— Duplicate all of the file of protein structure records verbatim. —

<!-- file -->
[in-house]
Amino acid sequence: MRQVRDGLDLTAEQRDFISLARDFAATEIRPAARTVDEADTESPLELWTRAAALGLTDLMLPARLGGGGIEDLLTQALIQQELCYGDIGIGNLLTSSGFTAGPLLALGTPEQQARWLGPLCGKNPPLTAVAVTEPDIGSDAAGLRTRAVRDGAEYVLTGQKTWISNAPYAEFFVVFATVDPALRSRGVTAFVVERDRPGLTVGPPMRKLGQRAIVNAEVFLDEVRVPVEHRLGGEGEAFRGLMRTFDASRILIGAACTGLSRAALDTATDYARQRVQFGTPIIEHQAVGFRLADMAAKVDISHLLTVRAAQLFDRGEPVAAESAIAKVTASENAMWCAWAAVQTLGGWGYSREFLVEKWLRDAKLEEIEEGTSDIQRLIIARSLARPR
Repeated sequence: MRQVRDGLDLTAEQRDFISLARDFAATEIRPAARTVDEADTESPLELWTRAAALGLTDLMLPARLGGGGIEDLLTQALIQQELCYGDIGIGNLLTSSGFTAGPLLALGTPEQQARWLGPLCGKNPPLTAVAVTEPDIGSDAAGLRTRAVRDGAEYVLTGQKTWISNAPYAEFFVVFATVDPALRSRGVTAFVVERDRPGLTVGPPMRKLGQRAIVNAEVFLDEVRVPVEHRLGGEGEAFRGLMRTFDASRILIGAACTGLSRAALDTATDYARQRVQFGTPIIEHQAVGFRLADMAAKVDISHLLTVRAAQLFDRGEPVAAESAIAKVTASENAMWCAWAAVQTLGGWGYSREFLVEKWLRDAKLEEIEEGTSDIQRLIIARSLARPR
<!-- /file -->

[in-house]
Amino acid sequence: MRQVRDGLDLTAEQRDFISLARDFAATEIRPAARTVDEADTESPLELWTRAAALGLTDLMLPARLGGGGIEDLLTQALIQQELCYGDIGIGNLLTSSGFTAGPLLALGTPEQQARWLGPLCGKNPPLTAVAVTEPDIGSDAAGLRTRAVRDGAEYVLTGQKTWISNAPYAEFFVVFATVDPALRSRGVTAFVVERDRPGLTVGPPMRKLGQRAIVNAEVFLDEVRVPVEHRLGGEGEAFRGLMRTFDASRILIGAACTGLSRAALDTATDYARQRVQFGTPIIEHQAVGFRLADMAAKVDISHLLTVRAAQLFDRGEPVAAESAIAKVTASENAMWCAWAAVQTLGGWGYSREFLVEKWLRDAKLEEIEEGTSDIQRLIIARSLARPR
Repeated sequence: MRQVRDGLDLTAEQRDFISLARDFAATEIRPAARTVDEADTESPLELWTRAAALGLTDLMLPARLGGGGIEDLLTQALIQQELCYGDIGIGNLLTSSGFTAGPLLALGTPEQQARWLGPLCGKNPPLTAVAVTEPDIGSDAAGLRTRAVRDGAEYVLTGQKTWISNAPYAEFFVVFATVDPALRSRGVTAFVVERDRPGLTVGPPMRKLGQRAIVNAEVFLDEVRVPVEHRLGGEGEAFRGLMRTFDASRILIGAACTGLSRAALDTATDYARQRVQFGTPIIEHQAVGFRLADMAAKVDISHLLTVRAAQLFDRGEPVAAESAIAKVTASENAMWCAWAAVQTLGGWGYSREFLVEKWLRDAKLEEIEEGTSDIQRLIIARSLARPR